Analysis of climate data can add knowledge and guide anticipatory actions for optimal results. It is important to know basic climate information such as variability of rainfall, radiation, temperature, wind direction, and humidity. This information can be accessed from the BMKG website, as well as other reliable sources. In addition, local communities can install tools to measure rainfall such as an ombrometer. The more tools installed in different topographical locations, the more representative the data collected will be. The results of this rainfall recording can be used to strengthen decision making, such as the start of the planting season, types of plants, etc.
Integrated management needs to be implemented to see the actions taken contribute to emission reductions. Raising goats, which on the one hand produces high emissions but increases the economy, needs to be accompanied by emission reduction measures such as the use of manure for fertilizer through an aerobic process.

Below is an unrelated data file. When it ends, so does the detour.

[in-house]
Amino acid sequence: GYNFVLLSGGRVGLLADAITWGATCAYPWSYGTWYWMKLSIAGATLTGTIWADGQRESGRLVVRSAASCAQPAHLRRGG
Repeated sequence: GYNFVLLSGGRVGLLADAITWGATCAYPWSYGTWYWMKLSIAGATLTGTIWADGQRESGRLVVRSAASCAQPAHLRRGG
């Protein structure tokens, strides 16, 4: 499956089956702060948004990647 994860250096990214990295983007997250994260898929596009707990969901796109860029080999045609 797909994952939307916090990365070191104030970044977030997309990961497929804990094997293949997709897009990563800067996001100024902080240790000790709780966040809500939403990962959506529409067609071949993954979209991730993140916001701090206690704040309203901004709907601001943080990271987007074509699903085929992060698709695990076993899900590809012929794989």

While the role of the climatological agency is very important, the lack of resources can be a challenge to ensure that the public can obtain easy-to-understand information. This is where the role of NGOs, civil society organizations, and other stakeholders as mediators in translating climate information so that it can be understood by local communities – for example through pictures, local languages, color visuals, and so on – becomes the basis for making decisions in their lives and livelihoods.
Mapping of actors is an important step in translating climate information. Different actors will face different impacts of climate change. Women are disproportionately affected by climate change. For this reason, the barriers, challenges and capacities of the groups most at risk must be identified so that they can be actively involved in mitigation and adaptation actions. In addition, the actions taken did not endanger their lives.
Written by Jessica Novia
Edited by Debora Utami